The Neva Towers in Moscow, Russia
The Neva Towers, Moscow
Editorial image credit: ViktorSarafinchan/Shutterstock
Height: 345 m (1,132 ft)
Location: Moscow, Russia
Floors: 65
Completed: 2020

The Neva Towers is a two-tower complex in Moscow, Russia. Tower 2 is the tallest residential building in Europe and the fourth-tallest skyscraper on the continent.

Tower 2 measures 345 meters (1,132 ft) tall and has 79 floors, while Tower 1 measures 302 meters (991 ft) and has 65 floors. If we were to class Tower 1 as a separate structure then it’s height would make it the ninth tallest skyscraper in Europe.

The complex was built for an estimated cost of $1 billion and was constructed from 2013 until 2020. The complex have a fitness center, hotel and swimming pool in Tower 2. It also has a car park with a capacity for 2,040 cars, which both workers and residents use.

The complex was built on a site originally intended for the Russia Tower. It was planned to be 612 meters (2,008 ft) tall, which would have made it the tallest building in Europe and one of the tallest in the world. However, the plans were scrapped following the 2008 financial crisis.

5. Mercury City Tower

Mercury City Tower in Moscow
Mercury City Tower (right) partially obscured by fog
Height: 339 m (1,112 ft)
Location: Moscow, Russia
Floors: 75
Completed: 2013

Although now only ranked Europe’s fifth-tallest building, the Mercury City Tower was once the tallest building in Russia and Europe. Construction began in 2006 and was completed in 2013. Once it reached 339 m (1,112 ft) in 2012, the tower became the world’s tallest building made from reinforced concrete.

The tower remains the tallest copper-clad building in the world. Its distinct copper-colored cladding makes the Mercury City Tower stand out amongst nearby buildings and skyscrapers. The building was designed with various environmentally friendly elements. It’s designed to collect melting snow and features a smart system that automatically regulates energy use and hot water distribution throughout the building.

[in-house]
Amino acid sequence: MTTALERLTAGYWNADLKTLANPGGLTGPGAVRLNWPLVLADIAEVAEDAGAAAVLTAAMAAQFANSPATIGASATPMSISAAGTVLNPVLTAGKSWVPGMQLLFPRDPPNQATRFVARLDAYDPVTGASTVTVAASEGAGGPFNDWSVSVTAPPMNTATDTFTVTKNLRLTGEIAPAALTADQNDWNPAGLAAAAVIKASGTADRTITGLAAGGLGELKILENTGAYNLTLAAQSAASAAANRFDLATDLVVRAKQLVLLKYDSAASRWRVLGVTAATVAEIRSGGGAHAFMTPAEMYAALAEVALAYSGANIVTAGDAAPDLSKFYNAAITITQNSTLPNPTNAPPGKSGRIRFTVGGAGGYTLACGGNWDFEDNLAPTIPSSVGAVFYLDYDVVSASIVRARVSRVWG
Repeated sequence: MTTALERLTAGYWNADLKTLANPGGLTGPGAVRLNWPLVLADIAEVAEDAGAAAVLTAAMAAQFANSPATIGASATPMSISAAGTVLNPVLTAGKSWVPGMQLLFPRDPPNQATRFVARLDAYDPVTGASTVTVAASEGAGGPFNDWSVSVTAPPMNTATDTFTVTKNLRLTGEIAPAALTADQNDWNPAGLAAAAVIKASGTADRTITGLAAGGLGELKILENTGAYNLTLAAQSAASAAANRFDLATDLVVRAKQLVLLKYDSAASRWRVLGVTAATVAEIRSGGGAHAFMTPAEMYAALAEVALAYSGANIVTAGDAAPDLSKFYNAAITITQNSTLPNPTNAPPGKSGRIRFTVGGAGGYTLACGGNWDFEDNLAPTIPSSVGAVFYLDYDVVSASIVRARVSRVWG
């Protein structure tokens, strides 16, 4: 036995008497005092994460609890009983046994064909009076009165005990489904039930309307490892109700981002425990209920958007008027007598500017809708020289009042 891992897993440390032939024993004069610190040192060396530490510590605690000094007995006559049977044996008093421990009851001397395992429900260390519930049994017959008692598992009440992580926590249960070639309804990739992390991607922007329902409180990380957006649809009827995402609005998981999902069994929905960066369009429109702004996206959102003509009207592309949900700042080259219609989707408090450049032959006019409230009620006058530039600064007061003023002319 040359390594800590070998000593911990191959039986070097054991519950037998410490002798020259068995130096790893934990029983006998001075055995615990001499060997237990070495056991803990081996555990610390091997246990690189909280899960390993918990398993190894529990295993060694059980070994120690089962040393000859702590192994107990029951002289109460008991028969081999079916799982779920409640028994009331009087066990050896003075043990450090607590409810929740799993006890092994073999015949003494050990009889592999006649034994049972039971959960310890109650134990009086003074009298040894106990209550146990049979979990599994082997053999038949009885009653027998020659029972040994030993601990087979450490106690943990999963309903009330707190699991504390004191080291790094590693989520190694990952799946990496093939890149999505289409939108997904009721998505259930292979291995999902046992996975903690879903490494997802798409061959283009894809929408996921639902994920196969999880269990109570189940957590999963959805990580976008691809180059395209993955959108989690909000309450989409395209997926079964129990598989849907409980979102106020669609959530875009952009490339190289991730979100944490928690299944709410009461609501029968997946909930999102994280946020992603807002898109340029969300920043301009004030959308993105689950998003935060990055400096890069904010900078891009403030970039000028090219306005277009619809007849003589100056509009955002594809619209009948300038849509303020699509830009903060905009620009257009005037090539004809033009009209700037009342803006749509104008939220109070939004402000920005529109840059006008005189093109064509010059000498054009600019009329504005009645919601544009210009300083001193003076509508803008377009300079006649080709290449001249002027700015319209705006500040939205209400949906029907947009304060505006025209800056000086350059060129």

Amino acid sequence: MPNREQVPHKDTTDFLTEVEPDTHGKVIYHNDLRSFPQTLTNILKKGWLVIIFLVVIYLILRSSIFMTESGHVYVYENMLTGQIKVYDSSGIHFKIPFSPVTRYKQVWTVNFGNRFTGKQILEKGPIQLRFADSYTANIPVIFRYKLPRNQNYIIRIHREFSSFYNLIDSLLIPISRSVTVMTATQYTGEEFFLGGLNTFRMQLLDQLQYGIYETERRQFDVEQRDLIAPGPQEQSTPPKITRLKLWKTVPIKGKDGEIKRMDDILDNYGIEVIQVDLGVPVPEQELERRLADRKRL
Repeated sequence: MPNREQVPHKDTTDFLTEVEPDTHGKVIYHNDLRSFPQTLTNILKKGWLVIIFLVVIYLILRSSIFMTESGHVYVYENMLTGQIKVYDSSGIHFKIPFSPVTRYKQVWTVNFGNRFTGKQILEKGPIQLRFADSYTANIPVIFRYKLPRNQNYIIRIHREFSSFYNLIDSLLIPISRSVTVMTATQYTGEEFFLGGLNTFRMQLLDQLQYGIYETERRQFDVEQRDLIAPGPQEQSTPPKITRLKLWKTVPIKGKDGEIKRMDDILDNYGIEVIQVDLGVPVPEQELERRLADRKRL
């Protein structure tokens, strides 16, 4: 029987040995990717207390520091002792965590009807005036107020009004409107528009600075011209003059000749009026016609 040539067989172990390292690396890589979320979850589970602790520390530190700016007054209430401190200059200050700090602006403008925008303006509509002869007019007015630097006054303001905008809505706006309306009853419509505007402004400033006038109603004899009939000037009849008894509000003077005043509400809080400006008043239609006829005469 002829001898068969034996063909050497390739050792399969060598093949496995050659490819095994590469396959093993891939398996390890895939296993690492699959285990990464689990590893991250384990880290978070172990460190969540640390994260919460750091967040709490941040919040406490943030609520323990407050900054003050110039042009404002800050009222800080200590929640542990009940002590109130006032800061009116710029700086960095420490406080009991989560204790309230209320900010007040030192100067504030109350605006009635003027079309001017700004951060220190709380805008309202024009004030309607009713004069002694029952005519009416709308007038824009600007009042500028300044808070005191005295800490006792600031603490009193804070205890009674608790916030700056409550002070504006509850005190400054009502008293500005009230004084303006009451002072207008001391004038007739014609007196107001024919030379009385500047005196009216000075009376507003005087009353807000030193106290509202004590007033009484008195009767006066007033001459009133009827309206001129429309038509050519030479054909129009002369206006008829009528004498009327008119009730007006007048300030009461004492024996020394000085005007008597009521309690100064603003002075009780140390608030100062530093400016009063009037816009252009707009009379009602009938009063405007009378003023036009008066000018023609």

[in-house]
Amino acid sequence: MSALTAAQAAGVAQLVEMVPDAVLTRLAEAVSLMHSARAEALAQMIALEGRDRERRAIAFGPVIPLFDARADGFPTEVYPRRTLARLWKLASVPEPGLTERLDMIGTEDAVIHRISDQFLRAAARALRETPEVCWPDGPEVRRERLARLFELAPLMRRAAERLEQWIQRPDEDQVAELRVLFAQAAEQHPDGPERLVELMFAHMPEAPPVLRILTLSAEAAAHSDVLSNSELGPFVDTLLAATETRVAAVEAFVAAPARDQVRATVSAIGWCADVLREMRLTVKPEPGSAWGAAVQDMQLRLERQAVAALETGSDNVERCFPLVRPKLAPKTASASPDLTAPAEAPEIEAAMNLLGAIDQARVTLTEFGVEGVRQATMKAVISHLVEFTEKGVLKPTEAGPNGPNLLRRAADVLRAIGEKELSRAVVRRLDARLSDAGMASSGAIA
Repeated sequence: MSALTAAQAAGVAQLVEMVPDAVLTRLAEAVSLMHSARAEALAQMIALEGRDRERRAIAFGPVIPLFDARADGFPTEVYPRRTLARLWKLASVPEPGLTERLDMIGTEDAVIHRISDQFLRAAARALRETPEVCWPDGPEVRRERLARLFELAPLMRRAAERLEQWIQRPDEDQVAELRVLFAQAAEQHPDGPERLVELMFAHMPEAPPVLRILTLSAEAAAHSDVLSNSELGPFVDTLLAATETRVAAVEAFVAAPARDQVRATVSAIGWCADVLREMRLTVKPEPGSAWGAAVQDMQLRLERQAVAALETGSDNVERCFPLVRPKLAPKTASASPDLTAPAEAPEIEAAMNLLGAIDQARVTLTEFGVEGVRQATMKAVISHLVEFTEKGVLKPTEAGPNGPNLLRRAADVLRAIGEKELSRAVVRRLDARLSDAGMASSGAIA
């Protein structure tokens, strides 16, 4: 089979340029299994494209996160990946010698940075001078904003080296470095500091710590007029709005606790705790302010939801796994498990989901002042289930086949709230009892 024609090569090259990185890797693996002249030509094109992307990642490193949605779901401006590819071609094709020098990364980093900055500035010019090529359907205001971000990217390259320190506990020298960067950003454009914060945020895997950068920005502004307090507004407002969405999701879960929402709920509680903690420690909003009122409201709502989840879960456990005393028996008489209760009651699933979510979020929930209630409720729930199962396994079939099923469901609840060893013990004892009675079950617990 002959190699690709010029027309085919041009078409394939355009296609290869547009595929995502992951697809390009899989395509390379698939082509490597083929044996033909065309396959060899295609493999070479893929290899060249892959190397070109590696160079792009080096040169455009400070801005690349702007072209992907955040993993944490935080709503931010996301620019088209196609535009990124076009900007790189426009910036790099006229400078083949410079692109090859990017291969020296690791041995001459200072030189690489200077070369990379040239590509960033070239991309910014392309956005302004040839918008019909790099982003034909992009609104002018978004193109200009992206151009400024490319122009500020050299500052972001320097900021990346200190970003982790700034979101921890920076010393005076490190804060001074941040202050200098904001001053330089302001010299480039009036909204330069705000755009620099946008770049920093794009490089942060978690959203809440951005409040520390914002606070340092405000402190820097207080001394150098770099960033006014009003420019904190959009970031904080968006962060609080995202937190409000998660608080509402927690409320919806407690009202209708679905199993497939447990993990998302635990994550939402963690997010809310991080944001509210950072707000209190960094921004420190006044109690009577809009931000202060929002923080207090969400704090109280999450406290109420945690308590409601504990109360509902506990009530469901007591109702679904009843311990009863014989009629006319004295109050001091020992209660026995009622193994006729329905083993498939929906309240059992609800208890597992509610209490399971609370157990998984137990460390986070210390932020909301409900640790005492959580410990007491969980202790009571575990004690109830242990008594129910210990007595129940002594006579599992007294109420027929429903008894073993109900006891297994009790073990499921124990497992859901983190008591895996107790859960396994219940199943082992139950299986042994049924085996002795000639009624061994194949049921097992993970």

Mercury City Tower has won multiple International Property Awards (IPA), which is one of the most prestigious real estate and architecture awards. The awards include Best Real Estate in the World, Best International Office Project in Europe, and Best Multifunctional Complex in Europe.

6. Varso Tower

Varso Tower in Warsaw, Poland
Varso Tower in the business district of Warsaw
Height: 310 m (1,017 ft)
Location: Warsaw, Poland
Floors: 53
Completed: 2022

Next on the list is a Polish skyscraper in Warsaw, the tallest building in the EU. The Varso Tower stands 310 meters (1,017 ft) tall and has 53 floors. Its name comes from the Latin name for Warsaw: Varsovia. The skyscraper has a public observation deck on the roof, as well as a bar and restaurant on the 46th, 47th and 48th floors. The main lobby is 14 meters (46 ft) high.

Varso Place is a complex consisting of three buildings: the main tower and two buildings with a height of 81 and 90 m (266 and 295 ft). The three buildings are connected to one another and the Warsaw Central Station. A four-story underground car park has the capacity for around 1,000 vehicles.

The tower’s roof height is 236 m (774 ft), but a spire brings the total height to 310 meters (1,017 ft).

7. The Shard

The Shard in London, UK
The Shard at sunset
Height: 310 m (1,016 ft)
Location: London, United Kingdom
Floors: 73
Completed: 2012

Europe’s seventh-tallest building is The Shard, in London, United Kingdom. Construction on the 310 m (1,016 ft) tall building began in 2009 and was completed in 2012. The contract cost was approximately ยฃ435,023,452. The building was designed to resemble a shard of glass, which is where its current name comes from (the original name was London Bridge Tower). Approximately 11,000 panes of glass cover the building.